Not a fairy tale

The third dwarf in the line-up marched diligently behind his brothers out of the mine. It had been a poor day for precious gems, and the bad mood buzzed like a live thing among the eight of them. The third dwarf was unhappy in his own little way as well, dragging his feet like they were encased in cave rocks.

He hated the mines: the bad air and low ceilings and the way the dust crept into your eyes and mouth and nostrils, and no amount of scrubbing and washing could get it all out. He hated the backbreaking labour as well, but most of all, he hated the stones all his brothers seemed to lust for. They were pretty, in a cold clinical way, but he far preferred animals. If it were up to him, he would raise goats in the mountains, high up where the air was fresh and there was never any question of digging, except perhaps in a garden, or while building a fence. He asked Happy about it once, and it caused his brother’s namesake smile to slide off his face. “Dwarves don’t like to grow gardens,” he said, seriously. “Dwarves like to mine.”

The third dwarf didn’t agree, but did not want to broach the subject again.  Instead, he moved his bed out of the main sleeping room, saying that he wanted to light the morning fire from now on without waking the others up. Surprised, they agreed. The third dwarf did light the fires, but after that, he went out behind the house and dug fiercely in the dry little patch of field no one ever used. He planted leftovers from the vegetables they bought at the market on Mondays.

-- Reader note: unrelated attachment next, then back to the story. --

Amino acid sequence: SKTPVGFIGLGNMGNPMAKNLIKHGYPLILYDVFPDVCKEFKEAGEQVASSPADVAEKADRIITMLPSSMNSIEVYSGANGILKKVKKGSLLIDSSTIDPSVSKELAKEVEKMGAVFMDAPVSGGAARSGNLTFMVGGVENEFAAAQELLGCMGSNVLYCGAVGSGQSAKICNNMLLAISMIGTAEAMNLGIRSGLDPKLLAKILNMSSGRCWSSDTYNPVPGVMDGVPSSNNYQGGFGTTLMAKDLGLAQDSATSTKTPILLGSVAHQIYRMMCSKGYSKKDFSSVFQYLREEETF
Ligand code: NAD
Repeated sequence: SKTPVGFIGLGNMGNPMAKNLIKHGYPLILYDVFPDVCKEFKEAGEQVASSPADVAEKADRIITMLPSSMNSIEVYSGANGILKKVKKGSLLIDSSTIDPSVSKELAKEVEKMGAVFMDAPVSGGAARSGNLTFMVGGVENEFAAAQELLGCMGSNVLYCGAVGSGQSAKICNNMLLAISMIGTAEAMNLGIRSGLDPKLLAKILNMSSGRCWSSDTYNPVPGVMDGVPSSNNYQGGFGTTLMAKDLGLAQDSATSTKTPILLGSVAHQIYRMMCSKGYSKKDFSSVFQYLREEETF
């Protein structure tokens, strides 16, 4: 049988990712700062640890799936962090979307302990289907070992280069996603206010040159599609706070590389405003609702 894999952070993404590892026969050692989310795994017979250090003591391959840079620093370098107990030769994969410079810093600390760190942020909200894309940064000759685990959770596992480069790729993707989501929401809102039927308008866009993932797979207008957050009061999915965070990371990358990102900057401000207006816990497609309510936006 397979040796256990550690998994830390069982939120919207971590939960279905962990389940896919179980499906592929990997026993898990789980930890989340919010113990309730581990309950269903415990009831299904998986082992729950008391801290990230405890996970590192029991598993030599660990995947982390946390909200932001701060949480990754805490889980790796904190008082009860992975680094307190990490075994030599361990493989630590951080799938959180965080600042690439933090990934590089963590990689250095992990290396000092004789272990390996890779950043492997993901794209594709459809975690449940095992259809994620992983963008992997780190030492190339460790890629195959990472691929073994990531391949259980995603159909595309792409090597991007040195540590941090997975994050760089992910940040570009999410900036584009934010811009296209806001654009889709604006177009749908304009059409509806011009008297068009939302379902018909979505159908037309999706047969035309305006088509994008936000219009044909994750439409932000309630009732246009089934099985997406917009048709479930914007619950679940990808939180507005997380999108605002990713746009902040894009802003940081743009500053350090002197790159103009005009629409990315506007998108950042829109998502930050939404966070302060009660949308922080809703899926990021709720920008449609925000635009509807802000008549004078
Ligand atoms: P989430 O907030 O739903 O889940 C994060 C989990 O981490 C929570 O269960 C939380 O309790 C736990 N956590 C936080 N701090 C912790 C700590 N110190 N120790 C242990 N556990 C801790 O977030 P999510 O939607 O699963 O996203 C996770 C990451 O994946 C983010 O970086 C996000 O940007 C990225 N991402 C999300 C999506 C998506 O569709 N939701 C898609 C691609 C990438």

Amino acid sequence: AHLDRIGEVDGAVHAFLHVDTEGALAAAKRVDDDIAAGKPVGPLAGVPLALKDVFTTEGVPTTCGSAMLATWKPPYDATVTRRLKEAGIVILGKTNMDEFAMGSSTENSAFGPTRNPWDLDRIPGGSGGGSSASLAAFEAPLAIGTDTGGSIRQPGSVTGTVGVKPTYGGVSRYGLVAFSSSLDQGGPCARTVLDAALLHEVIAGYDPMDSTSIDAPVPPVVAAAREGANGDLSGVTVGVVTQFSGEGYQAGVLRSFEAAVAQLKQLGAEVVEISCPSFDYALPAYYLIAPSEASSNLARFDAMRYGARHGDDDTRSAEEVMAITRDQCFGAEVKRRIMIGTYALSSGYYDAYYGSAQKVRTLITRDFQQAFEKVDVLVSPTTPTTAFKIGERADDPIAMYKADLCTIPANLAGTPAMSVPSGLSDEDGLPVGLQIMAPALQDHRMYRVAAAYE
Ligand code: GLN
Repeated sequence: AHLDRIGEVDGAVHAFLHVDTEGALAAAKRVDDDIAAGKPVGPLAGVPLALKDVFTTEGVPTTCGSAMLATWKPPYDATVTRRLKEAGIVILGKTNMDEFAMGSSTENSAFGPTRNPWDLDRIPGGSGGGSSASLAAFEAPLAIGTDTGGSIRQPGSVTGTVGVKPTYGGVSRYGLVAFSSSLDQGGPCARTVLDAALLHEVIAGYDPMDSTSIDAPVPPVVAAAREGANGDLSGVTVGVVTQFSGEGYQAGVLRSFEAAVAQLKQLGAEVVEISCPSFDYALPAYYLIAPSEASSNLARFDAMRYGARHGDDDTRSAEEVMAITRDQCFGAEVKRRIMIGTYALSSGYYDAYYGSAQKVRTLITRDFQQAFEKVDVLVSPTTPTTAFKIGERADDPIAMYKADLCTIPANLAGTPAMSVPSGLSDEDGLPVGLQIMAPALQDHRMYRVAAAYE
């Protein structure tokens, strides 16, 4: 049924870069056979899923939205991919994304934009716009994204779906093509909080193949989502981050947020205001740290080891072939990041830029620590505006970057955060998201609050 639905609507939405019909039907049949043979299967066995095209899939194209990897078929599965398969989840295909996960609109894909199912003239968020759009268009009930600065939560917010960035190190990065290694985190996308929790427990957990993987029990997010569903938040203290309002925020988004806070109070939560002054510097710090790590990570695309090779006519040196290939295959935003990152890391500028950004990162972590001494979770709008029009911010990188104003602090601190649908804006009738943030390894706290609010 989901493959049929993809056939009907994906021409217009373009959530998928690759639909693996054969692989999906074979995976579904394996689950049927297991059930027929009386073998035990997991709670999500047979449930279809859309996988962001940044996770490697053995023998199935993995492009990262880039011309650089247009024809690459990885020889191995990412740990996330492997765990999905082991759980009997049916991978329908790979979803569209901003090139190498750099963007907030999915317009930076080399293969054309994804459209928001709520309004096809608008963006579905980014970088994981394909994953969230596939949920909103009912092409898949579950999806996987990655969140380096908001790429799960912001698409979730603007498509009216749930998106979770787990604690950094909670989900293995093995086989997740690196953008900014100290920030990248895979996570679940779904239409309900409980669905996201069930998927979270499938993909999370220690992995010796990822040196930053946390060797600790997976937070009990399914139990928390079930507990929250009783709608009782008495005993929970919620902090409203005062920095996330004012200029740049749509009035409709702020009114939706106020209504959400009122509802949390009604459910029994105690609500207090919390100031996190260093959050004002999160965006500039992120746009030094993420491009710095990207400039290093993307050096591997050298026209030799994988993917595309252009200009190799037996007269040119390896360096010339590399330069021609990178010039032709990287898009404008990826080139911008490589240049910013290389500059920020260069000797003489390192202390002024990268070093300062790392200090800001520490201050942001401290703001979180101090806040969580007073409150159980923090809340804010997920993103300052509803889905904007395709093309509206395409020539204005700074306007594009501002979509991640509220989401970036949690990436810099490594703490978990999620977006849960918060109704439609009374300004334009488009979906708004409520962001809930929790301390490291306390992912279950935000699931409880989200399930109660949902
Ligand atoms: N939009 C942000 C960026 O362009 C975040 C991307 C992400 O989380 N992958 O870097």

After weeks of trying and failing, however, he decided that maybe his brothers were right. Dwarves were supposed to mine. It did not stop him casting a quick look out the kitchen window later that evening, while they all sat at the table in sullen silence. His brothers were simple dwarves, and their happiness and passion was derived from one source. The third dwarf ignored what little conversation there was, and went to bed early.

The next morning, he lit the kitchen fire as usual and put on the kettle for coffee. As he took down the coffee pot, he glanced out the window. For a moment, he stood, transfixed, and then rushed outside. There, in the midst of his dry earth, a small, but stalwart tomato plant was growing.

The third dwarf went back inside, and finished preparing breakfast. Then he packed up a small bag, and sneaked out the front door, just as the others started stirring. “Seven is better number for dwarves anyway,” he said, “all the books say so.” And he set off for the mountains, a spring in his step.